Days 22 and 23

July 23 and 24 – Days 22 and 23 of the Old Legs Skeleton Coast Tour

From the Etosha National Park to Ongongo Waterfall Campsite on the Ongongo river near Warmquelle. Warmquelle aspires to be a one horse town.

Day 22

Kilometers – about a thousand.
Time – almost forever
Av Heart Rate – 18 bpm
Max Heart Rate – 20 bpm.

Bummer. We owe the Tour 45 km of the 60 km we were supposed to ride on Day 22 after our 4 hour drive out of the Etosha National Park ballooned out to 9 hours.

Etosha is that huge, I’m surprised Putin hasn’t invaded it yet. It is the same size as North Macedonia and far much bigger than Macedonias East, West and South, according to Russell. Having lived there for a few months, Russell is an acknowledged expert on North Macedonia.

We drove west almost all day, apart from when we drove north, south and east instead. I accused Russell of getting lost. Worried I was building a Dick of the Day against him, he quickly reminded me that I was the navigator. I quickly reminded him back that putting your navigator to sleep with amusing anecdotes about North Macedonia was an even bigger Dick of the Day offense.

I’m glad Russell got lost because we saw the most magnificent lion I’ve ever seen. He was straight out of the Lion King, complete with windswept mane. We saw him at a waterhole, staring down a herd of oryx. Russell says oryx look like they were designed in the Ferrari factory.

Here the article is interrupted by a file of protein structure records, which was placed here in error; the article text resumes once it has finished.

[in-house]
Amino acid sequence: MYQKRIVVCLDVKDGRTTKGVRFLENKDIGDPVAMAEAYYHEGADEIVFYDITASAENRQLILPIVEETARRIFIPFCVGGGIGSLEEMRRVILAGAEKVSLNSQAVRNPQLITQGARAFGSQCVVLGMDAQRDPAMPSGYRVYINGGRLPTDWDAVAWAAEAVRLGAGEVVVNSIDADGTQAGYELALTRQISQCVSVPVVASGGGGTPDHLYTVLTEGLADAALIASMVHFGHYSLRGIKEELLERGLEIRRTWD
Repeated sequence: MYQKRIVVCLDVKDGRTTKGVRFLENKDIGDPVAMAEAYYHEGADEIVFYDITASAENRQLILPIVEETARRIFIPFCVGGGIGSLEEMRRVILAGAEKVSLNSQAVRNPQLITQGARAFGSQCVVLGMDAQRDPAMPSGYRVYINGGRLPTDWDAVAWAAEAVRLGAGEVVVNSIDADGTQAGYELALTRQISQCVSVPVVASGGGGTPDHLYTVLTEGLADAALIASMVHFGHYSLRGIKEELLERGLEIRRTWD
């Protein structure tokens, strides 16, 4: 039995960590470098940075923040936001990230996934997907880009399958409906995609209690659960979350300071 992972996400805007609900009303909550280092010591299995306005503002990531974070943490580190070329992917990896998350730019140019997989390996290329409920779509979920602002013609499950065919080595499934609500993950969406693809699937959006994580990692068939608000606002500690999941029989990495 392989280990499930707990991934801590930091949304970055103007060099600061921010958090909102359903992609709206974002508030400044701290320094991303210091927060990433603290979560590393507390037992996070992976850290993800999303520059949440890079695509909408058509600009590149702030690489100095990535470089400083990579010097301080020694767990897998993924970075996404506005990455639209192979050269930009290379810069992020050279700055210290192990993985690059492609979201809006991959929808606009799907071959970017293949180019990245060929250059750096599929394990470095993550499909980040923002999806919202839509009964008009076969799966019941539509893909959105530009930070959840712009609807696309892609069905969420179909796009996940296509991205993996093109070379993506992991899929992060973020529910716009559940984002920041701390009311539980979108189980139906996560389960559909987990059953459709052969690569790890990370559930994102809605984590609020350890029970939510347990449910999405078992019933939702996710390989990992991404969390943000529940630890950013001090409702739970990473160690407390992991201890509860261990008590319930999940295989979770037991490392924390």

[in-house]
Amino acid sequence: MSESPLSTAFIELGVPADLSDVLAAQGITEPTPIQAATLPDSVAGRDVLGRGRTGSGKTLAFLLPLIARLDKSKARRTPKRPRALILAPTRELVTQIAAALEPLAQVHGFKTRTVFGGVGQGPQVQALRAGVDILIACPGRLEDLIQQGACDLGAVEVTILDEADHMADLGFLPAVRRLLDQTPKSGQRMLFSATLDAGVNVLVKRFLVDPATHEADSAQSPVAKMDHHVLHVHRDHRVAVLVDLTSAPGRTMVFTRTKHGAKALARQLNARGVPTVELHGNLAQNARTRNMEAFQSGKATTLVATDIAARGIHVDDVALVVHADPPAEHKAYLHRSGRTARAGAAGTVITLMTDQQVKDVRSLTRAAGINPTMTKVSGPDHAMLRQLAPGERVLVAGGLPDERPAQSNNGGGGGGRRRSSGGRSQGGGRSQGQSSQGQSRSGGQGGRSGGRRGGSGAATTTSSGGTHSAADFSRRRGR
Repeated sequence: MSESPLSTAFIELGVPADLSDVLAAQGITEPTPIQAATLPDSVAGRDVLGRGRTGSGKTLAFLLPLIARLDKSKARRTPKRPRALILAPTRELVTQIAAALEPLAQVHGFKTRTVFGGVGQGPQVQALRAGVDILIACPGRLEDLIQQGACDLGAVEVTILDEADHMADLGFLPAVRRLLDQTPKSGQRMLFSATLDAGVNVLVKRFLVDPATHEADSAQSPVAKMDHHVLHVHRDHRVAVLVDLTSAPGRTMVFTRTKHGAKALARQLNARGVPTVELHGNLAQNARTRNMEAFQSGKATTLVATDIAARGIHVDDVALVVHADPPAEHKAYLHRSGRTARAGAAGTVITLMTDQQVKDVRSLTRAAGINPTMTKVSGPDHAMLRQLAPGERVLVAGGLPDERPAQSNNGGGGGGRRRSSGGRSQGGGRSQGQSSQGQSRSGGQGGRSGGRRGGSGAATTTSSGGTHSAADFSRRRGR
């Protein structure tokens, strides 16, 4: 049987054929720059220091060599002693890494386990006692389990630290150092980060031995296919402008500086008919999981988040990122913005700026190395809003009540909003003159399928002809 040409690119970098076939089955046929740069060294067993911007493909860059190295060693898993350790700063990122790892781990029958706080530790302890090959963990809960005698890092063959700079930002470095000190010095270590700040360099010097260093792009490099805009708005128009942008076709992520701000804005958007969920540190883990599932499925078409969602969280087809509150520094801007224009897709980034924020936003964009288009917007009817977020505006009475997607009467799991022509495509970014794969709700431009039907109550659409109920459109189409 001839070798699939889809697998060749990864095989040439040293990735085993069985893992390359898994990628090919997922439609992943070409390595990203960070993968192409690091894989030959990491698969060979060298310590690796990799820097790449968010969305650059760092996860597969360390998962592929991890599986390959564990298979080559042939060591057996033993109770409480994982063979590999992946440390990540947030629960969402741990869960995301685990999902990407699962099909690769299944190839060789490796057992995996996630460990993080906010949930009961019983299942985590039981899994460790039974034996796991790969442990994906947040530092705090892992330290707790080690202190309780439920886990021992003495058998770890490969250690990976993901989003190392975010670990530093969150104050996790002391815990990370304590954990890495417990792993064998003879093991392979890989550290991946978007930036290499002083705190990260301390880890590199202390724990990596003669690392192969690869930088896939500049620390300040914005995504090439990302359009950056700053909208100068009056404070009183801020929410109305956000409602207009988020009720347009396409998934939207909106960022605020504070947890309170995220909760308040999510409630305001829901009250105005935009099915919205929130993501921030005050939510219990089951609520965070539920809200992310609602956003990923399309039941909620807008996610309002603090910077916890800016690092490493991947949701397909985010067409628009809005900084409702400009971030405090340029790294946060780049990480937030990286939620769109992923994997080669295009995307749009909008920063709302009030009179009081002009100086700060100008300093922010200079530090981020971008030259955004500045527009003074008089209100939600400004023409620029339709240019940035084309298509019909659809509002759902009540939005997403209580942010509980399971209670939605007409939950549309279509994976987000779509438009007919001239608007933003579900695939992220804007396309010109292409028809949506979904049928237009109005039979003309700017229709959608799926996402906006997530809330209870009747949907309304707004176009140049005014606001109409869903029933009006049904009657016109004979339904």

We drove through surreal scenery all day. It got progressively drier the further west we went, from fields of gold grass as far as the eye could see to Clint Eastwood western landscapes but minus the cowboys, to apocalyptic lunar where the opportunities for woodpeckers were few and far between.

Panorama Shot

The sight of a lone oryx trudging through the big dry is a memory I will bag forever. I’ve decided to promote Etosha to my best game reserve ever.

It was late afternoon when we finally exited the park, and too late to ride, so we drove to within 15 km of our planned night stop, a bush camp on a dry river bed in the middle of nowhere. There was elephant dung in the riverbed so Jenny and I put our stretchers up under the trees on the bank. We fell asleep with a Scops owl hooting in the branches above.


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Day 23


Distance – 76 km
Time – 7 hrs 14 min
Av Heart Rate – 113 bpm
Max Heart Rate – 164 bpm.
Ascent – 152 m

This part of the blog is coming to you from the Ongongo Waterfall Campsite on the Ongongo river. The campsite is in a rugged canyon with 20 meter high sandstone cliffs on either side and can be described as obscure, random, rustic, quirky and utterly delightful.

Shade Stop

There is a family of rock rabbits living on a cliff face opposite my tent. They are very cute and I have the urge to hug it up with them. I showed them to Howard but he doesn’t want anything to do with rock rabbits, not since one of them urinated on his tent, earning him the Dick of the Day wig in the process. He remains suspicious of them.

I was very excited to see my first real live Himba tribesmen peddling their curio wares outside the Etosha gate. I’ve been dying to see them so I can hug it up with them to see if they stink.

The Himba don’t bath, ever, in their whole lives. They live in the desert and for them water is too precious to waste on washing. They look almost shiny. I think they cover their bodies with an oil and their hair with some kind of mud. I asked the Himba lady if I could take a photo of her and her child.

She might never have bathed in her life but there were no flies on her. She told me no photos, not until we bought half her curios. But that was win win because her curios were cool.